As advancements in communication technologies are increasingly bringing people on the other side of the world into our living rooms or office spaces, there is new uncertainty about the extent to which the law is adaptable. One example is the witnessing of documents through electronic means such as Skype or FaceTime. Generally, legislation refers to the need for “presence” without necessarily providing whether virtual presence is sufficient for witnessing purposes. While, for all intents and purposes, Skyping or FaceTiming someone signing a document has the same effect as being physically present, the law generally looks upon both situations differently.
The rationale for the witnessing requirements of certain documents is to reduce the risk of people entering into fraudulent agreements without consent. Ensuring that a document is appropriately witnessed is important for both the signor and witness. The signor may end up with an invalid legal agreement and the witness may be subject to a fine if they fail to comply with his or her obligations. For the most part, witnesses need only be over 18, of sound mind, and not subject to a conflict of interest. In some instances, however, the witness will need to be authorised person who is listed under the Statutory Declarations Regulations 2018 (Cth) such as a doctor, pharmacist or bank officer.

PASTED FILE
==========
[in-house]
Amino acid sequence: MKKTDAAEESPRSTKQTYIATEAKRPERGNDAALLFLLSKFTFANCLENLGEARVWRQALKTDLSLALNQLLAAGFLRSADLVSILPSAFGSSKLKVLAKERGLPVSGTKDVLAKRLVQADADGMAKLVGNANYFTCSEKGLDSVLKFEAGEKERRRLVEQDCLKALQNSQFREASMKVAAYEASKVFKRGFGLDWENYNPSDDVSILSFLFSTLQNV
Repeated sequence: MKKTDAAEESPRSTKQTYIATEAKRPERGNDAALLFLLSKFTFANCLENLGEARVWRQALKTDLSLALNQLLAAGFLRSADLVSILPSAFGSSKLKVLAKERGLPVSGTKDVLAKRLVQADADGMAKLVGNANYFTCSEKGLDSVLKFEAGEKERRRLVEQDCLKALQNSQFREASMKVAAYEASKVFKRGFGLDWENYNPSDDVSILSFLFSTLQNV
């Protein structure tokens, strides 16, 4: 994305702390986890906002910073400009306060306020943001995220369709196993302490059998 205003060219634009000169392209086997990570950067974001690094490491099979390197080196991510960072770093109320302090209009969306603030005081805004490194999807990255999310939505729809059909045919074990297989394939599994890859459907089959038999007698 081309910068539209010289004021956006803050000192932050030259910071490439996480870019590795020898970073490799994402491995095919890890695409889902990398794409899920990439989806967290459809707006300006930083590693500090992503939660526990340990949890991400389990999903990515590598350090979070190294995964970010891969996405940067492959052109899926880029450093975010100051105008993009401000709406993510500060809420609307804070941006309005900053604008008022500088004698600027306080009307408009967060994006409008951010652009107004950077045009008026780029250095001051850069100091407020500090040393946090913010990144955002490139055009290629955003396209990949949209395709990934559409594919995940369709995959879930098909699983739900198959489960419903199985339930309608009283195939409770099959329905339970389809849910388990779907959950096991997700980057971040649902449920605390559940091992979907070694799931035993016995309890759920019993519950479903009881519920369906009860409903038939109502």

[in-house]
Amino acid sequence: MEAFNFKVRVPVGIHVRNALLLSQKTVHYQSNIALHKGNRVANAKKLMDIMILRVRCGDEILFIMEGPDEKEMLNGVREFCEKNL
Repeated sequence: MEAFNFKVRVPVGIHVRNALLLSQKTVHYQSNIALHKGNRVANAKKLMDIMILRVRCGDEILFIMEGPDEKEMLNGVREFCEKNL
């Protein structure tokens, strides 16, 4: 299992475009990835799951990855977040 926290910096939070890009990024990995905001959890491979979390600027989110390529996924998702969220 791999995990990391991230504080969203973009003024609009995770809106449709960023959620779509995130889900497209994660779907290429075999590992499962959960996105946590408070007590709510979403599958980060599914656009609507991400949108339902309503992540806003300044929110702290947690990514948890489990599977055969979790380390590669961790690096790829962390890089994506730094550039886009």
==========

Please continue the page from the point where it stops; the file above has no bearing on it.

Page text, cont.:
In keeping with the rationale of witnessing requirements, the Attorney-General’s Department provides that a document cannot be witnessed via webcam or Skype on the grounds that the person witnessing the signing must be able to “authorise and validate the identity of the declarant”. This may seem out of step with modern technology that would enable a witness to identify the signor as they sign the relevant document. However, the New South Wales Law Reform Commission, when considering the joint signing of wills, stressed that physical presence allows for witnesses to pick up on facts relevant to issues of the testator’s capacity, understanding or freedom from pressure. The only jurisdiction that has shown any movement toward accepting witnessing via electronic means is the United Kingdom where, in the case of Re ML (Use of Skype Technology)  EWHC 2091, the Court allowed the signing of adoption consent forms to be witnessed via Skype. However, it is important to note this ruling was specific to the facts of the case and has not yet been heavily relied on.
Although it may seem that the law is lagging behind the realities and opportunities presented by modern technology, it remains the case that in Australia documents must be witnessed physically rather than virtually for the time being.